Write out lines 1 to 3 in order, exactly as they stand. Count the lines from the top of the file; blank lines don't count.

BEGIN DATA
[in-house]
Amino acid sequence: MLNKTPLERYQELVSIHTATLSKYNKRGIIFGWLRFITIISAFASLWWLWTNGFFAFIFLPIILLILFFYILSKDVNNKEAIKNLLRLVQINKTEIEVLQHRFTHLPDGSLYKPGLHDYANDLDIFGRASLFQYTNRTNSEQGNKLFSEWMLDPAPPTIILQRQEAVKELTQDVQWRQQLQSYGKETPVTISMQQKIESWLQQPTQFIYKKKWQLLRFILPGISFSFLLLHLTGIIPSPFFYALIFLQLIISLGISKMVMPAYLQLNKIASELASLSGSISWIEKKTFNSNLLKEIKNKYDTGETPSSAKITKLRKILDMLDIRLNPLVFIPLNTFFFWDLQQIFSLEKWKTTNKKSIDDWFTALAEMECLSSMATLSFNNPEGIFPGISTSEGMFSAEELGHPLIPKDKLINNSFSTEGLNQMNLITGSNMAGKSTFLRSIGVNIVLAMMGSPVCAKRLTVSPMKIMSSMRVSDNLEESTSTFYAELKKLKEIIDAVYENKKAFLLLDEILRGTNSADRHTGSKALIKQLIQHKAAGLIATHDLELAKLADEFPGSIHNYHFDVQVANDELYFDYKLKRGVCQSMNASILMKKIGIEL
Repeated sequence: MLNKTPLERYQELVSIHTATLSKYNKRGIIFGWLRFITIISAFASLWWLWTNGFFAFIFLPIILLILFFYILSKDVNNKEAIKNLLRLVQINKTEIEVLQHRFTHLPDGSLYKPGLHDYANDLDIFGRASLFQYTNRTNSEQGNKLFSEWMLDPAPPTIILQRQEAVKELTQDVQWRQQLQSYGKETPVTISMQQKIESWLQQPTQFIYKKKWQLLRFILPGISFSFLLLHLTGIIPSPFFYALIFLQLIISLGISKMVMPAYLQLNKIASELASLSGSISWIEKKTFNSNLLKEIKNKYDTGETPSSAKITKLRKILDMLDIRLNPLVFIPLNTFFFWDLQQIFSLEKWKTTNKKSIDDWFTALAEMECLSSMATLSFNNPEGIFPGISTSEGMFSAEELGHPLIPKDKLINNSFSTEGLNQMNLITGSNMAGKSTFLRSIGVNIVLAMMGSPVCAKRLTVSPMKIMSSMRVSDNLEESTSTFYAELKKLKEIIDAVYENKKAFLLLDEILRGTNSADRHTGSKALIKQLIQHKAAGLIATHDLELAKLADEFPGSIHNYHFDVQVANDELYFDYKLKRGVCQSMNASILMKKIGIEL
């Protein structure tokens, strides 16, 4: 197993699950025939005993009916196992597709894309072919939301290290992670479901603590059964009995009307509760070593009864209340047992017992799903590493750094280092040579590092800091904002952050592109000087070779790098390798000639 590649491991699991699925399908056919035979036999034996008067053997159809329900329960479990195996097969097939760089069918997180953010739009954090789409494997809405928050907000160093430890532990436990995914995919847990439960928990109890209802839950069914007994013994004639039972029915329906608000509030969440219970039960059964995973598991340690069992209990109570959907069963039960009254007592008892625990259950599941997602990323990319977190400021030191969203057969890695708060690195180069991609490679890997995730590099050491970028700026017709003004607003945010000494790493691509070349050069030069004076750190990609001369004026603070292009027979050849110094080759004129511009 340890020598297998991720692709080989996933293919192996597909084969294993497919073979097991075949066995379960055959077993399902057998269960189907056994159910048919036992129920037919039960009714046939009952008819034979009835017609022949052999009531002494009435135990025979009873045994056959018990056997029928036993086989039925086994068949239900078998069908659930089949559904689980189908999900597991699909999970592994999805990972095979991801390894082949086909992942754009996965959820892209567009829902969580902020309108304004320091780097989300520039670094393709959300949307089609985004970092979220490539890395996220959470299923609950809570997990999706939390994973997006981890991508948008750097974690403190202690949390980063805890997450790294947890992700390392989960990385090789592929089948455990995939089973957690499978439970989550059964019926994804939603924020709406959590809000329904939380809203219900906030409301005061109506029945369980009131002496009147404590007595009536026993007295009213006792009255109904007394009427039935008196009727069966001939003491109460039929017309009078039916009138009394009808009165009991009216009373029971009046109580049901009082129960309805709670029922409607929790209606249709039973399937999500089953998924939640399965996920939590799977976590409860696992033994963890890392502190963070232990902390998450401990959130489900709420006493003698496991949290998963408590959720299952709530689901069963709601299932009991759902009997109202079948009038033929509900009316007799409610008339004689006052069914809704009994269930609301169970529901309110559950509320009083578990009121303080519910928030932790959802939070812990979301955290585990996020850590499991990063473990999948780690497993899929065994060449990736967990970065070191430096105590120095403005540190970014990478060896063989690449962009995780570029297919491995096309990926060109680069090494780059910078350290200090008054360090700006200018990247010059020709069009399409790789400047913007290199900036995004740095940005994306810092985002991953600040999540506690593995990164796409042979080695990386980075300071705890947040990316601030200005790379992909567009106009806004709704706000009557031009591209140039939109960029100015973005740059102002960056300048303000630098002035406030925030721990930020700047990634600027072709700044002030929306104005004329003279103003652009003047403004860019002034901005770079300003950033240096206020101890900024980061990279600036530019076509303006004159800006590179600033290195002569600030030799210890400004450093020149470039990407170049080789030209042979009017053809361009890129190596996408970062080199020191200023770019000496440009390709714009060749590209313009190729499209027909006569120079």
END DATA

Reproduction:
[in-house]
Amino acid sequence: MLNKTPLERYQELVSIHTATLSKYNKRGIIFGWLRFITIISAFASLWWLWTNGFFAFIFLPIILLILFFYILSKDVNNKEAIKNLLRLVQINKTEIEVLQHRFTHLPDGSLYKPGLHDYANDLDIFGRASLFQYTNRTNSEQGNKLFSEWMLDPAPPTIILQRQEAVKELTQDVQWRQQLQSYGKETPVTISMQQKIESWLQQPTQFIYKKKWQLLRFILPGISFSFLLLHLTGIIPSPFFYALIFLQLIISLGISKMVMPAYLQLNKIASELASLSGSISWIEKKTFNSNLLKEIKNKYDTGETPSSAKITKLRKILDMLDIRLNPLVFIPLNTFFFWDLQQIFSLEKWKTTNKKSIDDWFTALAEMECLSSMATLSFNNPEGIFPGISTSEGMFSAEELGHPLIPKDKLINNSFSTEGLNQMNLITGSNMAGKSTFLRSIGVNIVLAMMGSPVCAKRLTVSPMKIMSSMRVSDNLEESTSTFYAELKKLKEIIDAVYENKKAFLLLDEILRGTNSADRHTGSKALIKQLIQHKAAGLIATHDLELAKLADEFPGSIHNYHFDVQVANDELYFDYKLKRGVCQSMNASILMKKIGIEL
Repeated sequence: MLNKTPLERYQELVSIHTATLSKYNKRGIIFGWLRFITIISAFASLWWLWTNGFFAFIFLPIILLILFFYILSKDVNNKEAIKNLLRLVQINKTEIEVLQHRFTHLPDGSLYKPGLHDYANDLDIFGRASLFQYTNRTNSEQGNKLFSEWMLDPAPPTIILQRQEAVKELTQDVQWRQQLQSYGKETPVTISMQQKIESWLQQPTQFIYKKKWQLLRFILPGISFSFLLLHLTGIIPSPFFYALIFLQLIISLGISKMVMPAYLQLNKIASELASLSGSISWIEKKTFNSNLLKEIKNKYDTGETPSSAKITKLRKILDMLDIRLNPLVFIPLNTFFFWDLQQIFSLEKWKTTNKKSIDDWFTALAEMECLSSMATLSFNNPEGIFPGISTSEGMFSAEELGHPLIPKDKLINNSFSTEGLNQMNLITGSNMAGKSTFLRSIGVNIVLAMMGSPVCAKRLTVSPMKIMSSMRVSDNLEESTSTFYAELKKLKEIIDAVYENKKAFLLLDEILRGTNSADRHTGSKALIKQLIQHKAAGLIATHDLELAKLADEFPGSIHNYHFDVQVANDELYFDYKLKRGVCQSMNASILMKKIGIEL